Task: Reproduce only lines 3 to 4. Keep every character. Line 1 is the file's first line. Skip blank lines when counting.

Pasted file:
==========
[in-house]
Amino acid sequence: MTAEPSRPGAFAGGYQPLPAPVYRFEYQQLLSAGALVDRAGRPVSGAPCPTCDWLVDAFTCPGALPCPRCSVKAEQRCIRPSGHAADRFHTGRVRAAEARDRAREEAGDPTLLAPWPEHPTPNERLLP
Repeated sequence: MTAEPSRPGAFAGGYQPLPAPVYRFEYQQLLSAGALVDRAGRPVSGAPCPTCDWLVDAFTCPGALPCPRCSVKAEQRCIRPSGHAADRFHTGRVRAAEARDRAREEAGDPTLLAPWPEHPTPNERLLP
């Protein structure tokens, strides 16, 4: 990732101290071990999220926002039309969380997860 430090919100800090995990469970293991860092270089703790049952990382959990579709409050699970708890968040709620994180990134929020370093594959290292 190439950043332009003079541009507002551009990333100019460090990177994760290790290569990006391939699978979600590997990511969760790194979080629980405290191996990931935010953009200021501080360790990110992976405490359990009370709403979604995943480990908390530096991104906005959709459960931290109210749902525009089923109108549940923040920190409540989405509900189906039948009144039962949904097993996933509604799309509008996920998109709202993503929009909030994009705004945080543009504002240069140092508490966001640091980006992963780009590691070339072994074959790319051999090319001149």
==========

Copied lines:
Repeated sequence: MTAEPSRPGAFAGGYQPLPAPVYRFEYQQLLSAGALVDRAGRPVSGAPCPTCDWLVDAFTCPGALPCPRCSVKAEQRCIRPSGHAADRFHTGRVRAAEARDRAREEAGDPTLLAPWPEHPTPNERLLP
């Protein structure tokens, strides 16, 4: 990732101290071990999220926002039309969380997860 430090919100800090995990469970293991860092270089703790049952990382959990579709409050699970708890968040709620994180990134929020370093594959290292 190439950043332009003079541009507002551009990333100019460090990177994760290790290569990006391939699978979600590997990511969760790194979080629980405290191996990931935010953009200021501080360790990110992976405490359990009370709403979604995943480990908390530096991104906005959709459960931290109210749902525009089923109108549940923040920190409540989405509900189906039948009144039962949904097993996933509604799309509008996920998109709202993503929009909030994009705004945080543009504002240069140092508490966001640091980006992963780009590691070339072994074959790319051999090319001149």